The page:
One of the typical issue during root canal therapy (RCT) is extrusion of intracanal debris and irrigants, which no instrument or procedure has completely eliminated the problem (1, 2). Since any irritation of the periapical tissues can cause flare-ups, proper shape and irrigation techniques can help to reduce the risk of apical extrusion, though it cannot be completely avoided (1-5). The advancement of rotary techniques for root canal preparation has led an evolution in endodontics practice in dentistry. (6). There are differences among the extruded debris by various rotary systems that are attributed to different factors, such as applied techniques, cutting blade design, cross-section, tapering, type of alloys, number of used files, motion type, and cutting efficiency (7-9). There are various methods and instruments for canal preparation, and it is essential to find the best technique and instrument to achieve a successful treatment (10, 11). ProTaper files were created with better flexibility, efficiency, and safety than others. Clinicians can generate more uniformly tapered shapes in anatomically challenging or considerably curved canals because to the ProTaper files' unique design features (12, 13). The series consists of three "Shaping" and three "Finishing" instruments now available in 21 mm and 25 mm lengths, and the package contains only six simple-to-use files. (12, 13).
Mittal et al. (14) conducted a study to compare apical bacterial extrusion after canal preparation using manual, ProTaper Rotary, and One Shape Rotary techniques. All the instrumentation techniques resulted in apical bacterial extrusion. The manual system exhibited significantly more bacterial extrusion, while two ProTaper and One Shape systems showed lower bacterial extrusions.
Silva et al. carried out a study to assess apically extruded debris using reciprocal and rotary system methods that were used for root canal instrumentation. The result indicated that all tested systems caused apical extrusion; however, ProTaper files were considerably associated with more apically extruded debris, compared to Reciproc and Wave One systems (14). Considering the increasing use of inexpensive rotary files, this study was conducted to compare three rotary files of Super file Denco, Sp1 gold, and ProTaper Universal in terms of debris extrusion to find the best treatment option.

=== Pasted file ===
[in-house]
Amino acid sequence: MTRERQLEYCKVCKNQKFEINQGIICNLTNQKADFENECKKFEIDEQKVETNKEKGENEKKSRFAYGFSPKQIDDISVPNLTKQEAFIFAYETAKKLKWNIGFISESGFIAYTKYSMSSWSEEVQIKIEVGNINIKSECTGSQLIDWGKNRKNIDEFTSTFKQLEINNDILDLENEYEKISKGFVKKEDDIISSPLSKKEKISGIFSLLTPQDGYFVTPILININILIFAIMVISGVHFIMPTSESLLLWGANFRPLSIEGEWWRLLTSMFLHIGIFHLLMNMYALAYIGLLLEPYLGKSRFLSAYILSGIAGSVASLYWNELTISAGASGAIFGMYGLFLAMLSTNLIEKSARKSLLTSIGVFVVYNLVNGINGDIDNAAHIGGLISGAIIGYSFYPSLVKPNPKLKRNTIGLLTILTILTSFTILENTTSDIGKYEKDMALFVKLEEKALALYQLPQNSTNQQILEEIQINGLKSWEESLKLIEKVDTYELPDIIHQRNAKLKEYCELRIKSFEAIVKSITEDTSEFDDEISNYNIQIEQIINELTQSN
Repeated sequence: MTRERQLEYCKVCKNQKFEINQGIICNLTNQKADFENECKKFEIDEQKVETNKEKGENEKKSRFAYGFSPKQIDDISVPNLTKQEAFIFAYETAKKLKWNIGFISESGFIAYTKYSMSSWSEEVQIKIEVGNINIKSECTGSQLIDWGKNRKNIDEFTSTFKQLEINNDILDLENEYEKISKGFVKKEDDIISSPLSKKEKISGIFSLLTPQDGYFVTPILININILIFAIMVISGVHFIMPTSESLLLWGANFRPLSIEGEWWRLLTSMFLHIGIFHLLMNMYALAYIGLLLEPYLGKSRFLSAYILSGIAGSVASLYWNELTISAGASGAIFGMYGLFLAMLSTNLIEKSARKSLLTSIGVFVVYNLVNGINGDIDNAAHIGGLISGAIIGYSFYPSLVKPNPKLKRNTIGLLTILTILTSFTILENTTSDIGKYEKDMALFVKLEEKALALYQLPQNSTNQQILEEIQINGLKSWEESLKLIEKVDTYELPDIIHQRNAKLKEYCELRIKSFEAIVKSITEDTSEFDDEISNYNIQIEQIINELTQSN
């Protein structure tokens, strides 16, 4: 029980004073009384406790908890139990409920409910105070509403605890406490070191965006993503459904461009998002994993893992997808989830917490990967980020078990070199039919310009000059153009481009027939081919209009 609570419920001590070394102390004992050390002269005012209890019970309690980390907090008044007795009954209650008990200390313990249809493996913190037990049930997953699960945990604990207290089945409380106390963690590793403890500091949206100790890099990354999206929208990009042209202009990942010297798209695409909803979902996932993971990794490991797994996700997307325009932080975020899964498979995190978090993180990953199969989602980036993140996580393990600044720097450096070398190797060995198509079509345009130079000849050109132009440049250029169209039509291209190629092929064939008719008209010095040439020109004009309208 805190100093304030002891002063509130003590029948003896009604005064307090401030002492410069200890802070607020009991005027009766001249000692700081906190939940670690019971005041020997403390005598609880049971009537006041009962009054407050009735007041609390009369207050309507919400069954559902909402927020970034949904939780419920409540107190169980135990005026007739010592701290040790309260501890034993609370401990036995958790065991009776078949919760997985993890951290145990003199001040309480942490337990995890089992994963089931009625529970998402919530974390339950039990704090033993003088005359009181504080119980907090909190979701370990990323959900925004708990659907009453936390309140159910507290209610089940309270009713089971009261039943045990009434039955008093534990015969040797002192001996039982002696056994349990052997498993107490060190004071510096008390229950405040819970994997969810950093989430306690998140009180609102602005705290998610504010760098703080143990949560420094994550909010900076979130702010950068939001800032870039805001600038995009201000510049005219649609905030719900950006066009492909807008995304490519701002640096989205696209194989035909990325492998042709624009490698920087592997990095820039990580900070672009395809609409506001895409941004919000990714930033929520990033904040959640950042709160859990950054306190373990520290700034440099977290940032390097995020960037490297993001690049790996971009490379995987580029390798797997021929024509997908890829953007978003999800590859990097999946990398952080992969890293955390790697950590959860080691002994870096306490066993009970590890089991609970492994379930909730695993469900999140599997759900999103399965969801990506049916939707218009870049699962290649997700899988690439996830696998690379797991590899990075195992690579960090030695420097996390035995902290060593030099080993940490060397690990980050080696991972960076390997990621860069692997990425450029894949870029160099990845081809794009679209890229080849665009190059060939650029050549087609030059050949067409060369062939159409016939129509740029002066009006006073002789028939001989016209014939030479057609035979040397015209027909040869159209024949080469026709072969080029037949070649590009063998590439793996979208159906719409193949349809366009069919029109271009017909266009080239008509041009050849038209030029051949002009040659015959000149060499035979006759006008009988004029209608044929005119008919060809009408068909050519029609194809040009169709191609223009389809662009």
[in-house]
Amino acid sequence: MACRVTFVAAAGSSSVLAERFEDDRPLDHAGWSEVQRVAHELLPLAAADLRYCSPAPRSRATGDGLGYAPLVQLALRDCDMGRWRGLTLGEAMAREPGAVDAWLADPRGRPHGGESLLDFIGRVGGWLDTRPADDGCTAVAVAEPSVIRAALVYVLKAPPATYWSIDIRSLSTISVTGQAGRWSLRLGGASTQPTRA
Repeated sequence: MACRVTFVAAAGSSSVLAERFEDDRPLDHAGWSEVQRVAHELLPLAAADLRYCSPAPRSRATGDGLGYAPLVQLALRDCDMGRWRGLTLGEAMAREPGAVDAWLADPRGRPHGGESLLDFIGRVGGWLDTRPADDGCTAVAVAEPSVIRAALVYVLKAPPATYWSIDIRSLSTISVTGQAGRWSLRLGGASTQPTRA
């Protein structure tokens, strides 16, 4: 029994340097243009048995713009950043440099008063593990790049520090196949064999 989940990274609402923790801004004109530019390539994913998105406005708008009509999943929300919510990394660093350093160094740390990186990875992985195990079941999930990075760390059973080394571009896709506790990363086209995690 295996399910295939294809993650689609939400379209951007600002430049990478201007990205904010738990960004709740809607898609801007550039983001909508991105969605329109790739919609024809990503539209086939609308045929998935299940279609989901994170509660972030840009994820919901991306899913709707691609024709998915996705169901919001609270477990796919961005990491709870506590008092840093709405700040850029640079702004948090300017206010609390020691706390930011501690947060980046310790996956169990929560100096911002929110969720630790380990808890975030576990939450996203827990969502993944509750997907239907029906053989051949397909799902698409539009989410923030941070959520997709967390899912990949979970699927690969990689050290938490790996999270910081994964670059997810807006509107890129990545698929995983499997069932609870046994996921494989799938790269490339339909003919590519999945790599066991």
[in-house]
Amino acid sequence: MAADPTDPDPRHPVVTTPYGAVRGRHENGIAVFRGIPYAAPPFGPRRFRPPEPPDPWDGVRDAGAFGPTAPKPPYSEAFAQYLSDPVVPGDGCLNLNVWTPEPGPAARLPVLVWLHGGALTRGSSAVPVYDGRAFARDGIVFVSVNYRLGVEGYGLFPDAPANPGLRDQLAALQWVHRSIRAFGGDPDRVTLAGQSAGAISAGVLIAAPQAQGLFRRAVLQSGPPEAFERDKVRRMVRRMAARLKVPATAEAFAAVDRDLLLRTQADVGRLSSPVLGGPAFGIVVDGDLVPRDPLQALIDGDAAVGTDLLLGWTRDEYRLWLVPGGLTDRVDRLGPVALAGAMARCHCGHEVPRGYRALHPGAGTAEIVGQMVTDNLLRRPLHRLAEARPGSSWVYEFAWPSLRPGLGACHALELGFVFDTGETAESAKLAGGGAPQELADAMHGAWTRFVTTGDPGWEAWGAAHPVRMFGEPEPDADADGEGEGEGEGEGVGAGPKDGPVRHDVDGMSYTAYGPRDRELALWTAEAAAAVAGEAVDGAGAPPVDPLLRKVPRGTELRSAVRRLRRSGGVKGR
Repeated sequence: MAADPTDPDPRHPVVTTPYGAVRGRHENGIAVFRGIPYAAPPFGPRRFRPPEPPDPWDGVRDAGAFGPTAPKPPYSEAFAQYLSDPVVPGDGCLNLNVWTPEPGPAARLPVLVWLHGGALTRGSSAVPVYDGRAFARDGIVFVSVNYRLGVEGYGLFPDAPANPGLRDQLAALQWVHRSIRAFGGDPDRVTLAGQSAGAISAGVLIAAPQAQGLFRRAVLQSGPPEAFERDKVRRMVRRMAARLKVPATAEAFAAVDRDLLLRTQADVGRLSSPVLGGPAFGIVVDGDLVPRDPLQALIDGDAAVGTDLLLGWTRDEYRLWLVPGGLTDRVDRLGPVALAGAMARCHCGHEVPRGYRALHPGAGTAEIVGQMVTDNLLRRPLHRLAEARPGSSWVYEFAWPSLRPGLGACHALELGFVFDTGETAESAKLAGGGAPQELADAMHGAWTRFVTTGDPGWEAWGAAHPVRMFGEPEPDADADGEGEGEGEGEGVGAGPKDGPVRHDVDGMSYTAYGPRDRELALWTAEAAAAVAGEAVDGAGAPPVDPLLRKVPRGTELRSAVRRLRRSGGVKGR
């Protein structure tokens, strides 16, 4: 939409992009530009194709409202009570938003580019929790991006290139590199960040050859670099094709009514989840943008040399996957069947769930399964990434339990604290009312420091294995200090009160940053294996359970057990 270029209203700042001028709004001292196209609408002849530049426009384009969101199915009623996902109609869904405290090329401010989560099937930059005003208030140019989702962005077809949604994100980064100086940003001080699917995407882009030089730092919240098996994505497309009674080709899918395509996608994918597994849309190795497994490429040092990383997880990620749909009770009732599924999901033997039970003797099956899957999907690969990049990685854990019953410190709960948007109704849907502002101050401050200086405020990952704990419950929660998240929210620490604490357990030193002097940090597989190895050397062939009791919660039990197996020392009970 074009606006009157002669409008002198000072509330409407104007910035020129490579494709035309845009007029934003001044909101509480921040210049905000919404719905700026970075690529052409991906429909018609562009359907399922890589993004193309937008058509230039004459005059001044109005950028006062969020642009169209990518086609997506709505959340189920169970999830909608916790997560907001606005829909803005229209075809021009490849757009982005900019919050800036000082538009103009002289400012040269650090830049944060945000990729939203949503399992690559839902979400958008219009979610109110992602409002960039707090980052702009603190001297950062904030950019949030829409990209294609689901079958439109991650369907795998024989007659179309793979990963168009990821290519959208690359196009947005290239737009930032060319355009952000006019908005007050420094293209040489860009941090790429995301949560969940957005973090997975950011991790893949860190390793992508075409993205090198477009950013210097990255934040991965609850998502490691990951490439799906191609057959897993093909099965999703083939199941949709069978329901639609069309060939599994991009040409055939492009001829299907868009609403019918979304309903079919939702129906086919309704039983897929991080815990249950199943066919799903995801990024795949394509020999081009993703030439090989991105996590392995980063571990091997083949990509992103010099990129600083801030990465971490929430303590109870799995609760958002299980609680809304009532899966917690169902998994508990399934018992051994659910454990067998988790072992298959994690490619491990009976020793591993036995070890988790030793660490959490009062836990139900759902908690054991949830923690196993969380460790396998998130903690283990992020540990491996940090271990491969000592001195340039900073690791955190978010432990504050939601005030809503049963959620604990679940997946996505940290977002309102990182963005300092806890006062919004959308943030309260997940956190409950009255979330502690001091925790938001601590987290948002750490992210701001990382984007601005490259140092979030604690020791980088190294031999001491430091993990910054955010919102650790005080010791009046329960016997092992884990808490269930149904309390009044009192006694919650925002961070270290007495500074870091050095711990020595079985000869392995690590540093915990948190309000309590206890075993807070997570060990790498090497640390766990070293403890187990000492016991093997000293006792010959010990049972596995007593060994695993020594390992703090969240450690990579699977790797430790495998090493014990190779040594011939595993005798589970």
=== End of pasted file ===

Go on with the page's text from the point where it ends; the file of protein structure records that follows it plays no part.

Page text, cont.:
Materials and Methods
This in vitro study investigated 51 extracted human single-rooted premolars without caries, apical resorption, root surface resorption, and cracks from patients who were referred to the surgery department of Zahedan Dental School, Zahedan, Iran, during 2019-20. Preoperative radiographs were taken in the buccolingual and mesiodistal directions to confirm the presence of a single and oval-shaped canal. The selected teeth had developed roots without any root caries and with similar working lengths. Teeth with calcified canals, open apices, external and internal root resorption, and root caries were excluded from the study. The working length was measured using a k-file No. 15 (Mani, Japan) 1 mm shorter than the anatomical apex of teeth indicated as the apical extent of the canal, and the teeth were cut through the water stream in a way to have a working length of 15 mm. The teeth were kept in 5.25% NaOCI solution for two h to remove surrounding periodontal tissues. They were then stored in buffer solution formalin phosphate 10%. According to the abovementioned criteria, 51 mandibular premolars were randomly assigned to three groups (n=17). Rotary systems of ProTaper Universal (PTU, Dentsply Sirona, Ballaigues, Switzerland), Sp1 Gold v taper (SP1, Shenzhen, China), and Superfile III Denco (Denco, Shenzhen, China) were used in the first, second, and third groups, respectively. In the ProTaper Universal group (PTU, Dentsply Sirona, Ballaigues, Switzerland), SX rotary file (19/variable taper) was used first to 1/2 working length, then S1 (17/variable taper) and S2 (20/variable taper) files were used to 2/3 working length with brushing motion. After that, F1 (20/apical taper 7%) and F2 (25/apical taper 8%) files were used to the working length with gentle pecking motion (15, 16). VDW silver electric motor (VDW, Munich, Germany) was used with full rotation motion according to the manufacturer's recommendation for torque and speed (350 rpm, 1 Ncm). In the Sp1 gold V taper (sp1, Shenzhen, China) and Denco (Denco, Shenzhen, China) groups, files equivalent to ProTaper Universal were used with similar color codes in 2NCm torque, 300 rpm speed, and VDW silver rotary motor (VDW, Munich, Germany). The sequence and method of using the files were similar to the ProTaper Universal group. In the preparation procedure, the canals were rinsed with 3 mL of 2.5% sodium hypochlorite (NaOCl) to extract all debris from the canal. Eppendorf tubes were used to collect debris. The initial weight of each tube was measured using Electronic Balance (GX-324A Apollo Precision Analytical Balance, A&D COMPANY, JAPAN) with an accuracy of 10-5, and the average amount was chosen as the initial weight of the tube. To prevent the effect of dust and the operator's glove-produced powder on the weight, tubes were fixed on the penicillin vial then covered with metal foil.